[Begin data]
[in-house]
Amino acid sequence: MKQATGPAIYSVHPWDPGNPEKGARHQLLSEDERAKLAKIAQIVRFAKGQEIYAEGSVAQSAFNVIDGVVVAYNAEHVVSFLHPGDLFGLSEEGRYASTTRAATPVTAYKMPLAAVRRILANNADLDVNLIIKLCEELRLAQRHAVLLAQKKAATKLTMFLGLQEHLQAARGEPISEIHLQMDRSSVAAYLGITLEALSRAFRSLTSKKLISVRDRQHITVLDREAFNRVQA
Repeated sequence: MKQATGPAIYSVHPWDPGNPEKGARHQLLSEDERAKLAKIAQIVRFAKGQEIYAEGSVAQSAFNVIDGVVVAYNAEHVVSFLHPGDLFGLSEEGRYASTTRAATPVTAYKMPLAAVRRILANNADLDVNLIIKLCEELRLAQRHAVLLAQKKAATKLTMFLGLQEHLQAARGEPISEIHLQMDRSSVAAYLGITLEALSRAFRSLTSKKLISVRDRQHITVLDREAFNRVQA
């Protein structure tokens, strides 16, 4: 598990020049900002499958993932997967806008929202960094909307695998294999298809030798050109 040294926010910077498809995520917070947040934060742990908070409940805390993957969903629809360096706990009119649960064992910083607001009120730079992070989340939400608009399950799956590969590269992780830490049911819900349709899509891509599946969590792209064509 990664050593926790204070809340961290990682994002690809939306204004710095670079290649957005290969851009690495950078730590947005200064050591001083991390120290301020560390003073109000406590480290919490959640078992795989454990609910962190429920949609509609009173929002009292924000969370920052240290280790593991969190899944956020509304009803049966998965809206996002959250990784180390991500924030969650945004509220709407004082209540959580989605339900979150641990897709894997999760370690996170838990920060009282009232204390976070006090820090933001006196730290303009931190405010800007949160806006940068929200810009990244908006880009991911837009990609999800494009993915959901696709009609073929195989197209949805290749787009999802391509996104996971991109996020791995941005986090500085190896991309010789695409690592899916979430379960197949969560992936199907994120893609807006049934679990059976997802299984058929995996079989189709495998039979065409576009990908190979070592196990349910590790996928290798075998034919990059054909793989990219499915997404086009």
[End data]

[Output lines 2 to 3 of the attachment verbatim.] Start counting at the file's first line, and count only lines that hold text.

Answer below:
Amino acid sequence: MKQATGPAIYSVHPWDPGNPEKGARHQLLSEDERAKLAKIAQIVRFAKGQEIYAEGSVAQSAFNVIDGVVVAYNAEHVVSFLHPGDLFGLSEEGRYASTTRAATPVTAYKMPLAAVRRILANNADLDVNLIIKLCEELRLAQRHAVLLAQKKAATKLTMFLGLQEHLQAARGEPISEIHLQMDRSSVAAYLGITLEALSRAFRSLTSKKLISVRDRQHITVLDREAFNRVQA
Repeated sequence: MKQATGPAIYSVHPWDPGNPEKGARHQLLSEDERAKLAKIAQIVRFAKGQEIYAEGSVAQSAFNVIDGVVVAYNAEHVVSFLHPGDLFGLSEEGRYASTTRAATPVTAYKMPLAAVRRILANNADLDVNLIIKLCEELRLAQRHAVLLAQKKAATKLTMFLGLQEHLQAARGEPISEIHLQMDRSSVAAYLGITLEALSRAFRSLTSKKLISVRDRQHITVLDREAFNRVQA